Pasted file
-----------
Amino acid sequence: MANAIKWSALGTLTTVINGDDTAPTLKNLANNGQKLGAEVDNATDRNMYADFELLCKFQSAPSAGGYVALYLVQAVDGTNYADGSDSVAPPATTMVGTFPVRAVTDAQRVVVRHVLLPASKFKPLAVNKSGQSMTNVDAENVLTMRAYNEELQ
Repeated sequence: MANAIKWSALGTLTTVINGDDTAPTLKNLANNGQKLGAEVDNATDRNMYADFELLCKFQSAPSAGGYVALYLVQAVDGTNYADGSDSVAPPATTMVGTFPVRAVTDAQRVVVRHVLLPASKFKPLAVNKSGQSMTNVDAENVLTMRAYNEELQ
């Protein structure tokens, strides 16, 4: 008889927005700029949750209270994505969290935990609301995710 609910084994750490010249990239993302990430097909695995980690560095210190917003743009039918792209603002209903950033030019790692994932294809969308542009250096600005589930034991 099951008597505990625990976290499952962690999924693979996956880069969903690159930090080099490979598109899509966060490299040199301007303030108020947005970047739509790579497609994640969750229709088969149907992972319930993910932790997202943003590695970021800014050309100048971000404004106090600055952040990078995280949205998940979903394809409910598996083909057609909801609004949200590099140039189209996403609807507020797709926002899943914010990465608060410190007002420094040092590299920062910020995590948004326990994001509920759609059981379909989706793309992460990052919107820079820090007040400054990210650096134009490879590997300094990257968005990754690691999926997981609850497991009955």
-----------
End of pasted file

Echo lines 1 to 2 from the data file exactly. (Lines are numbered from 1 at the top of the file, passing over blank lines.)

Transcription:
Amino acid sequence: MANAIKWSALGTLTTVINGDDTAPTLKNLANNGQKLGAEVDNATDRNMYADFELLCKFQSAPSAGGYVALYLVQAVDGTNYADGSDSVAPPATTMVGTFPVRAVTDAQRVVVRHVLLPASKFKPLAVNKSGQSMTNVDAENVLTMRAYNEELQ
Repeated sequence: MANAIKWSALGTLTTVINGDDTAPTLKNLANNGQKLGAEVDNATDRNMYADFELLCKFQSAPSAGGYVALYLVQAVDGTNYADGSDSVAPPATTMVGTFPVRAVTDAQRVVVRHVLLPASKFKPLAVNKSGQSMTNVDAENVLTMRAYNEELQ